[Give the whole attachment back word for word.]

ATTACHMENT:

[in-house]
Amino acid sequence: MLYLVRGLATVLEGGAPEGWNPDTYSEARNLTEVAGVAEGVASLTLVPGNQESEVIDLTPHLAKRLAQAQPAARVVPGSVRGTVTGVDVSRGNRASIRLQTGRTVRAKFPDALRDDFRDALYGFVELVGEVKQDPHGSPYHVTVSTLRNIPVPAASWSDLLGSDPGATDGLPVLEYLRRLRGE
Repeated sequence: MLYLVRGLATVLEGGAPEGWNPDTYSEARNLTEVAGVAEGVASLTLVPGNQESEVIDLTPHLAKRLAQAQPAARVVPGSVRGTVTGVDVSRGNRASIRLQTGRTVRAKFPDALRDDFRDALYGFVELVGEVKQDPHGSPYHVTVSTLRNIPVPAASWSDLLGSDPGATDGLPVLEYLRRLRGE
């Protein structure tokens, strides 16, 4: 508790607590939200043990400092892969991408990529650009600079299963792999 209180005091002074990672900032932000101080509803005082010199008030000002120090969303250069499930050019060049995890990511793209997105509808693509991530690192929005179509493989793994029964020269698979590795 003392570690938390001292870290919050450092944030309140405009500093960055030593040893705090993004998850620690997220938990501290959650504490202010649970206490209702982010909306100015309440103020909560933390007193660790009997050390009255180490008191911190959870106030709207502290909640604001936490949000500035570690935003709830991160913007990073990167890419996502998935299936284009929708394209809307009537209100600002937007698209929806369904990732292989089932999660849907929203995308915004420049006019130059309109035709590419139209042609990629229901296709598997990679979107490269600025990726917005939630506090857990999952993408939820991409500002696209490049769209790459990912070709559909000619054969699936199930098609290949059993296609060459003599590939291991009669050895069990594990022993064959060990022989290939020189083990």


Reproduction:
[in-house]
Amino acid sequence: MLYLVRGLATVLEGGAPEGWNPDTYSEARNLTEVAGVAEGVASLTLVPGNQESEVIDLTPHLAKRLAQAQPAARVVPGSVRGTVTGVDVSRGNRASIRLQTGRTVRAKFPDALRDDFRDALYGFVELVGEVKQDPHGSPYHVTVSTLRNIPVPAASWSDLLGSDPGATDGLPVLEYLRRLRGE
Repeated sequence: MLYLVRGLATVLEGGAPEGWNPDTYSEARNLTEVAGVAEGVASLTLVPGNQESEVIDLTPHLAKRLAQAQPAARVVPGSVRGTVTGVDVSRGNRASIRLQTGRTVRAKFPDALRDDFRDALYGFVELVGEVKQDPHGSPYHVTVSTLRNIPVPAASWSDLLGSDPGATDGLPVLEYLRRLRGE
């Protein structure tokens, strides 16, 4: 508790607590939200043990400092892969991408990529650009600079299963792999 209180005091002074990672900032932000101080509803005082010199008030000002120090969303250069499930050019060049995890990511793209997105509808693509991530690192929005179509493989793994029964020269698979590795 003392570690938390001292870290919050450092944030309140405009500093960055030593040893705090993004998850620690997220938990501290959650504490202010649970206490209702982010909306100015309440103020909560933390007193660790009997050390009255180490008191911190959870106030709207502290909640604001936490949000500035570690935003709830991160913007990073990167890419996502998935299936284009929708394209809307009537209100600002937007698209929806369904990732292989089932999660849907929203995308915004420049006019130059309109035709590419139209042609990629229901296709598997990679979107490269600025990726917005939630506090857990999952993408939820991409500002696209490049769209790459990912070709559909000619054969699936199930098609290949059993296609060459003599590939291991009669050895069990594990022993064959060990022989290939020189083990």